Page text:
Hagia Sophia central Dome ©Pinterest

8. The Hagia Sophia was Decaying When Sultan Mehmat Arrived in 1453. | Hagia Sophia

When the Ottoman forces conquered Constantinople after a 53-day siege, Sultan Mehmet’s first stop was the great Byzantine Church. But owing to the riots, the building badly deteriorated. Having endured the violent crusades of the 13th century which saw the city ransacked, the church was extremely vandalized, its treasures swept away and the precious mosaics scraped off the walls, both city and Empire were unable to maintain reparation and upkeep. Under Ottoman rule, restorations began immediately and the building went from church to mosque.

Latin Siege ©Pinterest

9. A 90-Year-Old, Blind Venetian Once Captured Hagia Sophia. 

During the Fourth Crusade in 1203 CE, Doge Enrico Dandolo, the powerful chief magistrate of the Republic of Venice who was over 90 years old and blind, led the Latin Christians on a siege of Constantinople in exchange for a series of rewards and promises. The city and the church were wrecked and desecrated, and many golden mosaics were torn down and taken back to Italy, while Dandolo was buried at Hagia Sophia after his death in 1205 CE.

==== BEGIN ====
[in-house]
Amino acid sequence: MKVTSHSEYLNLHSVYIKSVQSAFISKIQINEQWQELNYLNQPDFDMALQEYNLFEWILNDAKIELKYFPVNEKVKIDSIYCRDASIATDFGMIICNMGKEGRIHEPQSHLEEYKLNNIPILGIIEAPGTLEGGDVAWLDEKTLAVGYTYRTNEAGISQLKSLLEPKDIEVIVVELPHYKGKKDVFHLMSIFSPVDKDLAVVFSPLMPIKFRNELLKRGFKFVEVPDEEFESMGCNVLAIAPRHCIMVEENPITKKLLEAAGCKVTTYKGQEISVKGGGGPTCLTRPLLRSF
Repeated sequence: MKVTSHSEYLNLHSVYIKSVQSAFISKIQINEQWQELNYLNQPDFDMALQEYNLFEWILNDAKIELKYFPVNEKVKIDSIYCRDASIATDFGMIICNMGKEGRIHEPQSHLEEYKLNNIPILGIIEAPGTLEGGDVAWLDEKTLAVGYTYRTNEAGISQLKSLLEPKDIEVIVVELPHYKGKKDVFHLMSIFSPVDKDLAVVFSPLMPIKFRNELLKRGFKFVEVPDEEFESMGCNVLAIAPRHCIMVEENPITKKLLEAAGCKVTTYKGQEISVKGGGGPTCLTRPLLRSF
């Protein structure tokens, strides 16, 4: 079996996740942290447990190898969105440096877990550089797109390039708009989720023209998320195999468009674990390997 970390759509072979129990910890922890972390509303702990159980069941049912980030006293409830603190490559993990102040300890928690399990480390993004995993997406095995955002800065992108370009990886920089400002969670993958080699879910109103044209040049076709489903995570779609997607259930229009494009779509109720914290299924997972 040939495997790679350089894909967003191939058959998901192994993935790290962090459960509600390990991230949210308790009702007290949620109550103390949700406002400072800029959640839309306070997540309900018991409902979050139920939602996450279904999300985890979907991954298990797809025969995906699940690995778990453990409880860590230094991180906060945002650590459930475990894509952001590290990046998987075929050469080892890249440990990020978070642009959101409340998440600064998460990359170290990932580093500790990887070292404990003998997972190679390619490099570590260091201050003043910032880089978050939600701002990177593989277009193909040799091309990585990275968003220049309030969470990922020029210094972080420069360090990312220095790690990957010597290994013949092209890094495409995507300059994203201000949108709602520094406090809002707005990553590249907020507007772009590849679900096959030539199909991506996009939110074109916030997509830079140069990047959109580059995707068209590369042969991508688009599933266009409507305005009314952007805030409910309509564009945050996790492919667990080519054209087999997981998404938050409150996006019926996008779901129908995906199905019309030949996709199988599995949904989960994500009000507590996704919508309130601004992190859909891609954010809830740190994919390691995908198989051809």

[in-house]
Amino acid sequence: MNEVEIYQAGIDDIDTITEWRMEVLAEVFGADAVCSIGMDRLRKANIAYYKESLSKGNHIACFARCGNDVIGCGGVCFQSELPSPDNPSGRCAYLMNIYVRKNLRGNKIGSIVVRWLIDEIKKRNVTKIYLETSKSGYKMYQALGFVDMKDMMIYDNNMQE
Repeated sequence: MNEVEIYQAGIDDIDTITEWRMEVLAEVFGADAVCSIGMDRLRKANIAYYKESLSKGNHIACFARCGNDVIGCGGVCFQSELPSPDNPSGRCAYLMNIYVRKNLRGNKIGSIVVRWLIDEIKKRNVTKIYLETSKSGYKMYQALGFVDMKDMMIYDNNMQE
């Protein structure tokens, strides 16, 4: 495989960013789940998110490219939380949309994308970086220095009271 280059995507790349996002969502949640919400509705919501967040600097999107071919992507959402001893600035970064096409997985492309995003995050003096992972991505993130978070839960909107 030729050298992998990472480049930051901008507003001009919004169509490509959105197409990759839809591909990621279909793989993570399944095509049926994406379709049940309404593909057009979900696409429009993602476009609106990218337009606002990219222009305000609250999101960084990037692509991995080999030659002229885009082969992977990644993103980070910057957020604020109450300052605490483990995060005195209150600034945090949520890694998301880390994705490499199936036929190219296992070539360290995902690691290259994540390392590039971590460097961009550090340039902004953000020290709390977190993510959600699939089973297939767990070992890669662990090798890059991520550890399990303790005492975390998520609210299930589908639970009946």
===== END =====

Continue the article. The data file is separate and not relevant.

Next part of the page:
10. The Whole Structure Took a Surprisingly Short time to Be Complete Construction | Hagia Sophia

While it took nearly a century to construct the Notre Dame cathedral in Paris, the Hagia Sophia was built in a record time of 5 years, 10 months, and 4 days- in an era where machines weren’t in play. Building such a large-scale church was said to take the work of more than 10,000 men.

Hagia Sophia ©www.conversations.com



Manvi Saki is an Architecture undergraduate at NIT Jaipur. She believes in designing experiences- big and small and thus her love for words. With a revoked love for reading and her passion for travel, she hopes to go places (sometimes literally) with her writing.